Human beings usually see life and death in a rather short perspective. What meaning can the birth of spring and the death of autumn have for this grass? People think that life is joy and death is sadness, but the rice seed, lying within the earth and sending out shoots in spring, its leaves and stems withering in the fall, still holds within its tiny core the full joy of life. The joy of life does not depart in death. Death is no more than a momentary passing.
Wouldn’t you say that this rice, because it possesses the full joyousness of life, does not know the sorrow of death?
The same thing that happens to rice and barley goes on continuously within the human body. Day by day hair and nails grow, tens of thousands of cells die, ten of thousands more are born; the blood in the body a month ago is not the same blood today. When you think that your own characteristics will be propagated in the bodies of your children and grandchildren, you could say that you are dying and being reborn each day, and yet will live on for many generations after death.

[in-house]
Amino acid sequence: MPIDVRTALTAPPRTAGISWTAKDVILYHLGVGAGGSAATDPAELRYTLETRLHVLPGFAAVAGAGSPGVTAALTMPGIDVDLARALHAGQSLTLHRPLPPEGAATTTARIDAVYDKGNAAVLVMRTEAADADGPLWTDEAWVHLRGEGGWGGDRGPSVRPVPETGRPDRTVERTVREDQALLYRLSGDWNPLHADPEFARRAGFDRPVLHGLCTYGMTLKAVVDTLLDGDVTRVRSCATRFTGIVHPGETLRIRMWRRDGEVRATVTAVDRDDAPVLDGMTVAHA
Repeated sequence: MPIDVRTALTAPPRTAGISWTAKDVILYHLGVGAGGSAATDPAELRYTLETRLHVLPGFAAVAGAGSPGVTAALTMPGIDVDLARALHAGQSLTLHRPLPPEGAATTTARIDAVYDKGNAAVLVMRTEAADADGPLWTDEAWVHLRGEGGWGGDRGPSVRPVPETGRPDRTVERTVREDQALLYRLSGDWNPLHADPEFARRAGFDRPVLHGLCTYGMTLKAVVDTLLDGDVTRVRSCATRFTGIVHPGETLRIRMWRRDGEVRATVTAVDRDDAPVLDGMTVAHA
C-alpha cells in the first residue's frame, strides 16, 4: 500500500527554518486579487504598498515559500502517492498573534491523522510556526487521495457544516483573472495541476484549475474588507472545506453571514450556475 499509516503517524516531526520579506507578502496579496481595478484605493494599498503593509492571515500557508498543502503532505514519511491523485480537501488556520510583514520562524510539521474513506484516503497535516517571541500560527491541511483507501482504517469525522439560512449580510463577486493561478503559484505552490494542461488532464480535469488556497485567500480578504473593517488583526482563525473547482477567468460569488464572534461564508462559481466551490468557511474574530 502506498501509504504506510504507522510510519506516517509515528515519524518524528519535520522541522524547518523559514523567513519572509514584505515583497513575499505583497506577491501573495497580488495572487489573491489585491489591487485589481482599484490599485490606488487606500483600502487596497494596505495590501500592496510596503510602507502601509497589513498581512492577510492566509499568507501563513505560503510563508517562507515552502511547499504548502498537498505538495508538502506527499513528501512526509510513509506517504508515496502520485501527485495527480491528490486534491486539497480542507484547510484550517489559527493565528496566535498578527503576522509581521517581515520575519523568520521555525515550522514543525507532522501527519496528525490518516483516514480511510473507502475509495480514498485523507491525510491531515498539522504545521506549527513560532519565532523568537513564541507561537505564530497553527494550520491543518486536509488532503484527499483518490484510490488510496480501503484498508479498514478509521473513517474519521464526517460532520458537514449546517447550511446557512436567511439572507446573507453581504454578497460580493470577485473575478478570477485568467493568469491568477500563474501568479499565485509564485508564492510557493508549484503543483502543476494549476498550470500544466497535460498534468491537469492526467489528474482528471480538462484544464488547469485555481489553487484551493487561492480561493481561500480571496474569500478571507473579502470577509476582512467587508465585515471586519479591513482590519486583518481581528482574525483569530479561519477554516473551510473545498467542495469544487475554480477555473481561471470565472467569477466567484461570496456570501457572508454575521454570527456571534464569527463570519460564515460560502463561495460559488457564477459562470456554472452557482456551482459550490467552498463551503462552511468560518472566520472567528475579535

If participation in this cycle can be experienced and savored each day, nothing more is necessary. But most people are not able to enjoy life as it passes and changes from day to day. They cling to life as they have already experienced it, and this habitual attachment brings fear of death. Paying attention only to the past, which has already gone, or to the future, which has yet to come, they forget that they are living on the earth here and now. Struggling in confusion, they watch their lives pass as in a dream.
– Masanobu Fukuoka “The One-Straw Revolution” pgs 161-62